As promised in July, Apple today made some notable changes to the app review and response process used by the app’s developers for the tech giant’s operating system.
Apple today posted a message to one of its developer portals, stating that, going forward, its app review team will no longer keep significant bug-fix updates for previously published apps when those apps conflict with guidelines But be locked in controversy. bug fix. However, “you will be able to address guideline violations in your next submission instead.”
The change appears to have led to a public fight between the Stacketizer app developer Basecamp and Apple over the recently launched email app Hey. BassCamp then claimed that amid back-and-forth updates between the two companies, Apple made a significant bug-fix update on how the hey-in-app purchases were made.
This change not only ensures that developers will be able to destroy bugs that are affecting users even if there is ongoing disagreement with Cupertino but also that hey is a little less bad for what Apple did during the dispute Pressure will be met.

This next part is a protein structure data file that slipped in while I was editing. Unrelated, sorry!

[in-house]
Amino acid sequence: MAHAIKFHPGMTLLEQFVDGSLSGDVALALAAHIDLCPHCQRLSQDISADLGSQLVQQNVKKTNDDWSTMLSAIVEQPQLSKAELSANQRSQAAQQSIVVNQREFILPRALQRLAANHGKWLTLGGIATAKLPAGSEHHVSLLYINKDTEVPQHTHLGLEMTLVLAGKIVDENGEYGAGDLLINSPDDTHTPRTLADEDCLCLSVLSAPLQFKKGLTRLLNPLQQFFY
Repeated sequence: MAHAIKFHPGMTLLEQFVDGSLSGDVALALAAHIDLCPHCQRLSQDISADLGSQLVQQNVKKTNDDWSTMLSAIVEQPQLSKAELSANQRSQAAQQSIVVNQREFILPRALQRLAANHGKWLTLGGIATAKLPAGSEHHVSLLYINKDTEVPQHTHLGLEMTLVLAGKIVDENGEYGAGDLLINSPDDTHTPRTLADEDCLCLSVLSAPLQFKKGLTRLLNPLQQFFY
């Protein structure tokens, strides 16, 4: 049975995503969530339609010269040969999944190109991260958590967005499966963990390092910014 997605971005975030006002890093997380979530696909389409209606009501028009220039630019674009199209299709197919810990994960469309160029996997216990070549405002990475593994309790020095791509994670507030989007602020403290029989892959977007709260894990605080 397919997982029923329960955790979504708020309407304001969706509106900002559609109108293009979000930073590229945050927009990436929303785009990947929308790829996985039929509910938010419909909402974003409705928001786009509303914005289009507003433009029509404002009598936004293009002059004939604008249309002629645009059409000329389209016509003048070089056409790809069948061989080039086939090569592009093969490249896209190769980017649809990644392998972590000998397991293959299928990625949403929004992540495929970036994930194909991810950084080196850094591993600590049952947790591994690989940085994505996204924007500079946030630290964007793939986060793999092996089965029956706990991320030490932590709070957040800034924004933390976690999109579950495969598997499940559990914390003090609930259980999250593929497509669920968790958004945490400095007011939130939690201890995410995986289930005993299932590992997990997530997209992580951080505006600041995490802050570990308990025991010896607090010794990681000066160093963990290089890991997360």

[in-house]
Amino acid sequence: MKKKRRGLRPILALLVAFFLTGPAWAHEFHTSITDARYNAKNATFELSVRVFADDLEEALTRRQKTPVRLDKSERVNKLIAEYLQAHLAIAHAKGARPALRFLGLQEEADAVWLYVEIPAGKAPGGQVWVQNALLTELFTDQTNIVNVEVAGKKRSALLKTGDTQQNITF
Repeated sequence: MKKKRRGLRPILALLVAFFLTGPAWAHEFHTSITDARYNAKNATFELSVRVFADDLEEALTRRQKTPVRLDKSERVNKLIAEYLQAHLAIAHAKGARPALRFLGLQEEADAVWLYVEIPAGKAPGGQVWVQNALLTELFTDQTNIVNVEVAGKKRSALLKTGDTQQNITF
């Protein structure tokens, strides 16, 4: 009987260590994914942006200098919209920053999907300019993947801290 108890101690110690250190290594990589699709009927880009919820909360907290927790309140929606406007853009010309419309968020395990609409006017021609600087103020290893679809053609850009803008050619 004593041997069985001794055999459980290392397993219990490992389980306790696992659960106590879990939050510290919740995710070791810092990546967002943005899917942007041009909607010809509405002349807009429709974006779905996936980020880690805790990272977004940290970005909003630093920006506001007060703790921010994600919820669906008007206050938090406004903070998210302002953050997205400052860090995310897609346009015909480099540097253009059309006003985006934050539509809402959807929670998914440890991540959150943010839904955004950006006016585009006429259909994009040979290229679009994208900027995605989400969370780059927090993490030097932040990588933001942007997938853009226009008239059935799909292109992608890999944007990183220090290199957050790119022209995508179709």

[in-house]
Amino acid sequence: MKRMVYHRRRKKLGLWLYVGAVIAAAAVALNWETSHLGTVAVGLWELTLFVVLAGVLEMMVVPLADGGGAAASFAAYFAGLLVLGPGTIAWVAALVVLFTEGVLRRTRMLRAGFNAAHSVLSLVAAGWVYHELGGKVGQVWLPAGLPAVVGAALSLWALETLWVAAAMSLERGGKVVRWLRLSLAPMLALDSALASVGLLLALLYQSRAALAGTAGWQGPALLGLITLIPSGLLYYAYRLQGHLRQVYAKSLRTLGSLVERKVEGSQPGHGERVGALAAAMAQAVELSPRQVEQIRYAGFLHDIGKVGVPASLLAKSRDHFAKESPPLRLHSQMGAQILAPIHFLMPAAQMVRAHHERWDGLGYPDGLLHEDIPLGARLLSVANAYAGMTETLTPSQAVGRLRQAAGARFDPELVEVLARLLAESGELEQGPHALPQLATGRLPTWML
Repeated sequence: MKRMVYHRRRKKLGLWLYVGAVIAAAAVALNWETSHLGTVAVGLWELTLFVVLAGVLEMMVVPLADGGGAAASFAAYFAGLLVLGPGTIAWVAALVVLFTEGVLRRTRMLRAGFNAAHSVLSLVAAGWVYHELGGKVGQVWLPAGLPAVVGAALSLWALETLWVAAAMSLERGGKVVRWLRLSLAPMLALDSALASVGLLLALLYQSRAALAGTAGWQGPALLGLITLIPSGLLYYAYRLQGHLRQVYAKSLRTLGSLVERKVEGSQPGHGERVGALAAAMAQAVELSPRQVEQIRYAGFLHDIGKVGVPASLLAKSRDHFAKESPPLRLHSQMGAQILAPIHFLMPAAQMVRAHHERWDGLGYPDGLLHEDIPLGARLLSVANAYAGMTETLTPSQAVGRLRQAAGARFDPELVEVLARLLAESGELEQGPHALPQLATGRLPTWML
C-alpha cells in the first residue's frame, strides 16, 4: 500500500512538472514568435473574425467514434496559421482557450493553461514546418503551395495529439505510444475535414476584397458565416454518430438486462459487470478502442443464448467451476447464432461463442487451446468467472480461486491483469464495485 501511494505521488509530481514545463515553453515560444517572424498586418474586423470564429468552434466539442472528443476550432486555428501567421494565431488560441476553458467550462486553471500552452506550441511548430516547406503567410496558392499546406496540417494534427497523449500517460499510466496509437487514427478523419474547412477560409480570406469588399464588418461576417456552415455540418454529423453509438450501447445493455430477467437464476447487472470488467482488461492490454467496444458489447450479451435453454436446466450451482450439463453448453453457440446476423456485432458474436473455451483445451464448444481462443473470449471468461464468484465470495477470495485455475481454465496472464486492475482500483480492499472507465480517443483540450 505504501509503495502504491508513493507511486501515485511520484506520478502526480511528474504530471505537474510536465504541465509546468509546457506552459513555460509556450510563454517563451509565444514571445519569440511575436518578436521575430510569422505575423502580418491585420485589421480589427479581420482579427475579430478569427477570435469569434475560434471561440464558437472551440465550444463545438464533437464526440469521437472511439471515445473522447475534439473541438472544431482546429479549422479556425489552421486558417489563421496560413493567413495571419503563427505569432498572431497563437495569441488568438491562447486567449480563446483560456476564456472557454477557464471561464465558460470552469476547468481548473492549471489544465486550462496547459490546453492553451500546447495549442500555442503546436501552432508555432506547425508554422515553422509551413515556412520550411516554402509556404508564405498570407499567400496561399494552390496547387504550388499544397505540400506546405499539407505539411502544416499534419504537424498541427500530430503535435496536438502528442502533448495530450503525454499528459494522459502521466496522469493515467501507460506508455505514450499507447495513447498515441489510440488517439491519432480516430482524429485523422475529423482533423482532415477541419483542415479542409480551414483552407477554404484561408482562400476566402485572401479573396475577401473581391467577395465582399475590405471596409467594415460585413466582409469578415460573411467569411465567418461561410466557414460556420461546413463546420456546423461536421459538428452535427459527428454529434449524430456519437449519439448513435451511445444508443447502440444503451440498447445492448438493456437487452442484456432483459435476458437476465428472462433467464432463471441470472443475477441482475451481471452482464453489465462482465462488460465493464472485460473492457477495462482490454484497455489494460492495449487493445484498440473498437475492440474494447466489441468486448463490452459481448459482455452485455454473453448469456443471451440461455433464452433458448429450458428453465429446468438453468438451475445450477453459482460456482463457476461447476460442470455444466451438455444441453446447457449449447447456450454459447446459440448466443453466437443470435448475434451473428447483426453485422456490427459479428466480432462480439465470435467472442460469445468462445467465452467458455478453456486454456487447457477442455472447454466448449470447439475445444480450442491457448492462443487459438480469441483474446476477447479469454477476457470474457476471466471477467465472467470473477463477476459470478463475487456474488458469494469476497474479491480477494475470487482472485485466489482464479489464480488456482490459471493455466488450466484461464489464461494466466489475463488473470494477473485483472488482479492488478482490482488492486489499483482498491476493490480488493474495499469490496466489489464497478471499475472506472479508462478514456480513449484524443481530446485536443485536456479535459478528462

Additionally, Apple has created a new feedback-form option, in which members of its developer program can “suggest changes” to their app review guidelines. Today is the full text of Apple’s note to developers:
The App Store is dedicated to providing a great experience for everyone. To continue offering users a safe place to download apps and to help you develop applications respecting secure privacy, high-quality, reliable and user privacy, we updated the app review process announced at WWDC20 is. For apps that are already on the App Store, bug fixes will no longer be delayed in violation of the guidelines, except for those involving legal issues. Instead you will be able to address guideline violations in your next submission. And now, apart from deciding whether an app violates the guidelines, you can suggest a change in the guidelines. We encourage you to submit your App Store and Apple Development Platform suggestions so that we can improve experiences for the developer community.
The link goes to the same “Contact Application Review Team” page asking developers about the status of the application or appealing a rejection, but now includes a dropdown option “The label suggests a guideline change. ” From there, developers can choose a specific guideline for the challenge — such as 3.1.1 in-app purchases, for example — and type in suggestions.
That said, Apple has not said how it can act on this response, only that it is accepting it. In all likelihood, the company — which is under considerable pressure from shareholders to slow iPhone sales with revenue revenue — probably won’t change in-app purchases or its rules about it simply because some developers have given that Gave feedback. We will have to wait and see what, if any, events move from here.
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